THE Zimbabwe Electricity Distribution Company (ZETDC) is undertaking a study to measure its electricity losses amid revelations that 17% of power is vanishing annually.
ZETDC managing director Julian Chinembiri said under normal circumstances, 11% losses would be the acceptable benchmark for electricity losses.
“A project is underway to accurately determine the loss. We want to measure accurately our losses and then come up with measures to arrest those losses,” he said.
Chinembiri said the technical losses include the configuration of equipment for instance before dollarisation customers were buying equipment on their own which resulted in some cases wrong equipment being bought.
The non-technical problems would result when customers by pass meters resulting in no revenue collection on the part of Zesa.
He said that during a survey the power utility visited 5 851 suspected properties in Harare and 264 were found to have been tampered with and the customers were being prosecuted.
Chinembiri said the company sent nine people to Eskom South Africa to under study how the prepaid meters work.
The study comes at a time ZETDC has invested $15 million for Information Technology Solutions to improve its business performance and service delivery.
The power utility’s customer service centres across the country are now online using VSAT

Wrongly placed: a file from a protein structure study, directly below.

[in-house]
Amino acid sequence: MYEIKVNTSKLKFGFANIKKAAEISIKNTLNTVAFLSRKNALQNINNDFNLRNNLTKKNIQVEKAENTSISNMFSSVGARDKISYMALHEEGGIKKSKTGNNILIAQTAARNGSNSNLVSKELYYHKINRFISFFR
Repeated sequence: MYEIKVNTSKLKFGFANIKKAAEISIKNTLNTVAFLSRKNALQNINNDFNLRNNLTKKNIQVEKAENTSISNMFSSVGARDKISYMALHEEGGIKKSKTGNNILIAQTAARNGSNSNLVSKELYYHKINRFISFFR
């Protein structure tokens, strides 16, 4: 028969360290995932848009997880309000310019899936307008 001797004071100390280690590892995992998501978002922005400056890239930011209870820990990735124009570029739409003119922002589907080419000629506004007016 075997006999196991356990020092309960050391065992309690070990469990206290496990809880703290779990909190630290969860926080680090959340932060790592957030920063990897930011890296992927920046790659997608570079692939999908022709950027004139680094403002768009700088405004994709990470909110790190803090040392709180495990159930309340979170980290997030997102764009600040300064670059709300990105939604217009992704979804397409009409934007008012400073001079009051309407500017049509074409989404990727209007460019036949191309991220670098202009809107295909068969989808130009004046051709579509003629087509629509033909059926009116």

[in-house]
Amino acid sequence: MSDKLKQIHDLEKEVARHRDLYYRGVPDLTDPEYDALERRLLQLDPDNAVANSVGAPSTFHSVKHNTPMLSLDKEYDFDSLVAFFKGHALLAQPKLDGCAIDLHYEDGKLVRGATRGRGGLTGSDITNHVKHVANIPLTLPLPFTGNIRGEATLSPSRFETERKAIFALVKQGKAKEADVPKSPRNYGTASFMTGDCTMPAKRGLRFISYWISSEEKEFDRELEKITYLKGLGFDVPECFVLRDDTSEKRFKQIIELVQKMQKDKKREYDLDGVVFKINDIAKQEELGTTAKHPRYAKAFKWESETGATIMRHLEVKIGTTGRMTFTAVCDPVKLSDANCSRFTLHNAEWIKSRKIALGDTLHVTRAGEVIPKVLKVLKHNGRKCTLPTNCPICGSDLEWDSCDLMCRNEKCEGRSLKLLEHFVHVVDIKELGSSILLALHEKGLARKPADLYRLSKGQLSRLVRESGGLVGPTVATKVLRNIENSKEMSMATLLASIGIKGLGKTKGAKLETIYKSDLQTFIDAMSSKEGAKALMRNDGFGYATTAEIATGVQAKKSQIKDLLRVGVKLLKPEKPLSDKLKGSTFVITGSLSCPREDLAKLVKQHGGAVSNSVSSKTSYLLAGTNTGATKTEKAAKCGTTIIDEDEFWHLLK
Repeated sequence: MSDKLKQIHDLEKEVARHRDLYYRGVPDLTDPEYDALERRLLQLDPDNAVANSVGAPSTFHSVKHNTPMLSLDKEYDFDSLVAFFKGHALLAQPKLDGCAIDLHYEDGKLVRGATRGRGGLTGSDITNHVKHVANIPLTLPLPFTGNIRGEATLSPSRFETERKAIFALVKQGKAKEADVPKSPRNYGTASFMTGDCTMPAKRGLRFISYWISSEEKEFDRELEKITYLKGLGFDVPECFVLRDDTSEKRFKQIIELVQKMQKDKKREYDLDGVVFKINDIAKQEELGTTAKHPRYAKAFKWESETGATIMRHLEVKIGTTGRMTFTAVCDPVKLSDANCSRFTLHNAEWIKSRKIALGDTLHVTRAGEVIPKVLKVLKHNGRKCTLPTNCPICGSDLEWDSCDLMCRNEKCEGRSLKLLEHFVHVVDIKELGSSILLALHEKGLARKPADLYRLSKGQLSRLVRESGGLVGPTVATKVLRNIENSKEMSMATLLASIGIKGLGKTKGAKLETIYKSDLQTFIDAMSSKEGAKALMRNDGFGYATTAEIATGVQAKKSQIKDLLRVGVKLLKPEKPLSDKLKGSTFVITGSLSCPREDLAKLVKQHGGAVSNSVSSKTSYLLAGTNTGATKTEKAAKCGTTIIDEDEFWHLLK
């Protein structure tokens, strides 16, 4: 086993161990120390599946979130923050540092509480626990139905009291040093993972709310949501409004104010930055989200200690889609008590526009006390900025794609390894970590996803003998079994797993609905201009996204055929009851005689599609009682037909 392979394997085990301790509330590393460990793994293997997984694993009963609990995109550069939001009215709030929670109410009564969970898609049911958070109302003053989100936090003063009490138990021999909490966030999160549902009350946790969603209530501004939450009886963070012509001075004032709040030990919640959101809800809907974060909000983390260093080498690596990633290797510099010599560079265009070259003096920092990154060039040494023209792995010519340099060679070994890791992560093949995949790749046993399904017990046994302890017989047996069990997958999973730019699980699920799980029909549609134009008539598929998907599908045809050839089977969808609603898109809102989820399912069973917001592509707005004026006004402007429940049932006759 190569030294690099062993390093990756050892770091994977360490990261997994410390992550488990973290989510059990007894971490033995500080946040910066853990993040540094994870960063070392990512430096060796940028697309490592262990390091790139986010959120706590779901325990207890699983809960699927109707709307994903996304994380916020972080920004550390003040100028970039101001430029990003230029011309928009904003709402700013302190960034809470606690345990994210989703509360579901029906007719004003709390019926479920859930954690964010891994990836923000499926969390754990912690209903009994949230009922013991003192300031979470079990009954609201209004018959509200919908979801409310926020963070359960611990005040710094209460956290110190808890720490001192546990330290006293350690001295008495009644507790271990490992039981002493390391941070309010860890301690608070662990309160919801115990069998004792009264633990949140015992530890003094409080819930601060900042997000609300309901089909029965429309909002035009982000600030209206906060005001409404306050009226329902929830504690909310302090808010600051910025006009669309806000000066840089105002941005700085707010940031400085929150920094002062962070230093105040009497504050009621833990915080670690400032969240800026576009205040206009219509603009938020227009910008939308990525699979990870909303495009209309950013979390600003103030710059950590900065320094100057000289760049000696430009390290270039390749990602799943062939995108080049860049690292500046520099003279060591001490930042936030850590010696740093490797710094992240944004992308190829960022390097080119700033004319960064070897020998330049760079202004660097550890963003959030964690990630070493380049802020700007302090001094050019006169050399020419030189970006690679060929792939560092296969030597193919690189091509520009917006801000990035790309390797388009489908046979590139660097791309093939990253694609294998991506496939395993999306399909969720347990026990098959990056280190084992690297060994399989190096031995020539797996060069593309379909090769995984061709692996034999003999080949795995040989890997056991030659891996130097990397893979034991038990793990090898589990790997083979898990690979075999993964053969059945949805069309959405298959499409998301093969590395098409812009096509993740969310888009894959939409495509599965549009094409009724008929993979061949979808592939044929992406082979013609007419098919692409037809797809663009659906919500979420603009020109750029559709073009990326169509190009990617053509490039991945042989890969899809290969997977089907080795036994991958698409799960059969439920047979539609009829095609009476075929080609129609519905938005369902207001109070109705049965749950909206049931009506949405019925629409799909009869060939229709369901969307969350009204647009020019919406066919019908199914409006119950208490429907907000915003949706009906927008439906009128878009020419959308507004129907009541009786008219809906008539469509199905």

and other technologies and plans were underway to install further systems that will improve the business operations and customer experience.
ZETDC revenue collection has been on an upward trend since 2009 when the country adopted the multi-currency.
Revenue collections by the transmission and distribution company took off in 2009 at $200 million rising to $800 million in 2012. It declined to $780 million in 2013.
The company however, said it recorded a 5% decline in collections in 2013 due to the harmonised elections when customers stopped paying bills in anticipation of a wholesale debt relief.
ZETDC is currently owed $944 million by various electricity debtors in the country.
The country is battling a crippling electricity shortage as generation cannot meet demand. The country is generating an estimated 1400MW daily against demand of over 2000MW.
Energy and Power Development minister Dzikamai Mavhaire told Parliament recently that power black-outs would continue until the completion of expansions and Hwange and Kariba Power Stations in 2017.